The Square Kilometre Array is a global science and engineering project to build the world's largest radio telescope, and we're helping to design it.

We've been involved in the Square Kilometre Array since its inception. Now, we're working in partnership with industry, science organisations and governments both locally and internationally to design it.

An artist's impression of the Square Kilometre Array's antennas in Australia.  ©SKA Organisation

What is the Square Kilometre Array?

The Square Kilometre Array, or SKA, is a next-generation radio telescope that will be vastly more sensitive than the best present-day instruments. It will give astronomers remarkable insights into the formation of the early Universe, including the emergence of the first stars, galaxies and other structures.

Consisting of thousands of antennas linked together by high bandwidth optical fibre, the SKA will require new technologies and progress in fundamental engineering. The telescope's design and development is being led by the international SKA Organisation, a not-for-profit company that has its headquarters in Manchester, UK.

In May 2012, the SKA Organisation announced that the SKA will be located across two main sites: the CSIRO-run Murchison Radio-astronomy Observatory and surrounding Australian Radio-Quiet Zone (WA), and southern Africa.

Developing new technologies for ASKAP

We're developing the Australian Square Kilometre Array Pathfinder, or ASKAP, radio telescope at the Murchison Radio-astronomy Observatory. As well as carrying out cutting-edge science in its own right, ASKAP is allowing us to test new technologies for the SKA.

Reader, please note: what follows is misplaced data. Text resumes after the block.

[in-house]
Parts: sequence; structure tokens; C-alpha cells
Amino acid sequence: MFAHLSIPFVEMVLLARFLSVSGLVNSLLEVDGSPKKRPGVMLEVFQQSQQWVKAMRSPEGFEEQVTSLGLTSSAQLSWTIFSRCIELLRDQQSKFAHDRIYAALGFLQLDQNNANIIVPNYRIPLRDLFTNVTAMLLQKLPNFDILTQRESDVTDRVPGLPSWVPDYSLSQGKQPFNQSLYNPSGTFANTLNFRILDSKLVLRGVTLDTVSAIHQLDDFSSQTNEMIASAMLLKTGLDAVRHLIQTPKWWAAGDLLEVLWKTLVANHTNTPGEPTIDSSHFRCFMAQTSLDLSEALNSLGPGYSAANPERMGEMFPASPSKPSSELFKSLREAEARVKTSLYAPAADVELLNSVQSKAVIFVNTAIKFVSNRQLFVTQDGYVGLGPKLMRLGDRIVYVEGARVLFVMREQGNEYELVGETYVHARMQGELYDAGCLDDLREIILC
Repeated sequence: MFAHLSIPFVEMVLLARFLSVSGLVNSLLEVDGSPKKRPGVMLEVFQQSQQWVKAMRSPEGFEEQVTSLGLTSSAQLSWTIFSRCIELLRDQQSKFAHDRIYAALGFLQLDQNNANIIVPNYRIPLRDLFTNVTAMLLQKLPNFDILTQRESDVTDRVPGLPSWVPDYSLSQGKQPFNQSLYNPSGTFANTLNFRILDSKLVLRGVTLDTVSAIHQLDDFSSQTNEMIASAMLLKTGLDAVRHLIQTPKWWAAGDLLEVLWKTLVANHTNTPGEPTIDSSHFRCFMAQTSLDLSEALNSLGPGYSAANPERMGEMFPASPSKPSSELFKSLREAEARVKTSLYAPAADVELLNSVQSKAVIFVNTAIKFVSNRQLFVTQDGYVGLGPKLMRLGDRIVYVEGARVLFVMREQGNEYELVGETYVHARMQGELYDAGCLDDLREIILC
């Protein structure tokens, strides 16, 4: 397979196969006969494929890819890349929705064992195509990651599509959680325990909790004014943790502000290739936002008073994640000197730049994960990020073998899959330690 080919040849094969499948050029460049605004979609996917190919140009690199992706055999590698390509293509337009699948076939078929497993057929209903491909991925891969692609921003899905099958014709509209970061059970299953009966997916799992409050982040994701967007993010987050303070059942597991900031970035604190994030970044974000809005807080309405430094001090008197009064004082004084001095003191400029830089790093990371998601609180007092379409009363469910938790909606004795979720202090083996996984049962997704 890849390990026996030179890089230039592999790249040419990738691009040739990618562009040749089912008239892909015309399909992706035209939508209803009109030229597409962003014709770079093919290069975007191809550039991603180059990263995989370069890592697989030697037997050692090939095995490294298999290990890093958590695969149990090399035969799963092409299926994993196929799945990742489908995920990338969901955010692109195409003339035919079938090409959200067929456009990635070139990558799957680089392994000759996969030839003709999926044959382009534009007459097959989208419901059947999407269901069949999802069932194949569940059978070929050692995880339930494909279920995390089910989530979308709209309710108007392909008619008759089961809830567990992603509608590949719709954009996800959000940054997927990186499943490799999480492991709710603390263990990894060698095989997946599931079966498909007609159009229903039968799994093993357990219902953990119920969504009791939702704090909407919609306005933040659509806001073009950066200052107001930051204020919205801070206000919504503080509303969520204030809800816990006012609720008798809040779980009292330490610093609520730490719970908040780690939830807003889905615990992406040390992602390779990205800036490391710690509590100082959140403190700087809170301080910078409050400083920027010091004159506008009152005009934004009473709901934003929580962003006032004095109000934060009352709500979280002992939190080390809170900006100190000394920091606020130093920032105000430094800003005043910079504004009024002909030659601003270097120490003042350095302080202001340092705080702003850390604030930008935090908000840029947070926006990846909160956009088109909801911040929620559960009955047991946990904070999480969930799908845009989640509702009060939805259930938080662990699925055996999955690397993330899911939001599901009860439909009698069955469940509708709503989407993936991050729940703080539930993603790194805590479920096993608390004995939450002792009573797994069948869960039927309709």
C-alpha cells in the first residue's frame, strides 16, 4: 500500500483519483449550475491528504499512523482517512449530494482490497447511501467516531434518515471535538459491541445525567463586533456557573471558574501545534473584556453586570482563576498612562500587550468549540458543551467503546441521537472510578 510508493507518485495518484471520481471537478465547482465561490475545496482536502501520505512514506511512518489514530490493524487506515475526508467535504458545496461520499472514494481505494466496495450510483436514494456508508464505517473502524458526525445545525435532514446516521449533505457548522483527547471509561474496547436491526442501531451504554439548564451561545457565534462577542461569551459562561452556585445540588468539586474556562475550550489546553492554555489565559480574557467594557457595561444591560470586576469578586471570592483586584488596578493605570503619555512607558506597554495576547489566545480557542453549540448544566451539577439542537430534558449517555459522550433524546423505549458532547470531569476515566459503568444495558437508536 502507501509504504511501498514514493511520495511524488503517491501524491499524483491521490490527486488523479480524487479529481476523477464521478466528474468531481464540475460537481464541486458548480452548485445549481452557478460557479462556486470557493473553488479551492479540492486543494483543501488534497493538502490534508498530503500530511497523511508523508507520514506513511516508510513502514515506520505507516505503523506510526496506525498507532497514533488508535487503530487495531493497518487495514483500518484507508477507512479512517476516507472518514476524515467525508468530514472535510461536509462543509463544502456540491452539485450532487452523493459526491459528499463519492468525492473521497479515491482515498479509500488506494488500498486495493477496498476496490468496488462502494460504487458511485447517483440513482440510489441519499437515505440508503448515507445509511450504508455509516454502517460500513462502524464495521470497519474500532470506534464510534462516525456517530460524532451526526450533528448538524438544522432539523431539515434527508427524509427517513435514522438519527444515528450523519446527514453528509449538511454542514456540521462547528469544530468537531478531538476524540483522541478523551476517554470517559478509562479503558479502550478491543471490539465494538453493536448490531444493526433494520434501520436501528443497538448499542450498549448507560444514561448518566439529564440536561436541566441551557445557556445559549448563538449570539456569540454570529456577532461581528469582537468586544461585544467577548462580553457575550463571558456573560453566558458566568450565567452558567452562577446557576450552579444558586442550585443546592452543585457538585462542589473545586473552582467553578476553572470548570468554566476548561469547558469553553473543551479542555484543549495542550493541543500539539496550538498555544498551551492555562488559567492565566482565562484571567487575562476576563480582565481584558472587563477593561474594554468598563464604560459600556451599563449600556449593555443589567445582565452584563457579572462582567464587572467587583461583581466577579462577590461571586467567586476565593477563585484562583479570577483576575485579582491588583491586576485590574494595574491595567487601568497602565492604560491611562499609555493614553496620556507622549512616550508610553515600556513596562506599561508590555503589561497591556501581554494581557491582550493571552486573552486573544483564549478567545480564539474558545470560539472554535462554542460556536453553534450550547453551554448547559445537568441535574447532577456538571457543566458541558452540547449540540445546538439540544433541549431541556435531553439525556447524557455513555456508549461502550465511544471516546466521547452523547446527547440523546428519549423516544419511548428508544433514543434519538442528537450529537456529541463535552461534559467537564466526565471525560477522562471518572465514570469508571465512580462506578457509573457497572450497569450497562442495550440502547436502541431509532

Designing the future of radio astronomy

We're playing a key role in designing the SKA through several research and development consortia:

  • We lead the Infrastructure Australia Consortium, which is in charge of designing and costing SKA infrastructure at the Australian SKA site.
  • We are a key partner in the Assembly, Integration and Verification Consortium which plays a critical role during the construction phase of the telescope.
  • We are collaborating in the design of the central signal processor, which combines the raw data from the antennas and sends it via fibre optic cable to the super computer.
  • We also contribute to several other SKA consortia and play a leading role in the development of innovative receivers called phased array feeds which are under consideration for the SKA.

Collaborating for the SKA

Australia is one of 10 SKA Organisation member countries. Along with the Australian, New Zealand, and Western Australian Governments, CSIRO is a principal partner in Australia’s involvement in the SKA. We’re also working closely with industry to provide innovative, cost-effective solutions for both ASKAP and the SKA.

We acknowledge the Wajarri Yamatji as the traditional owners of the Murchison Radio-astronomy Observatory site.

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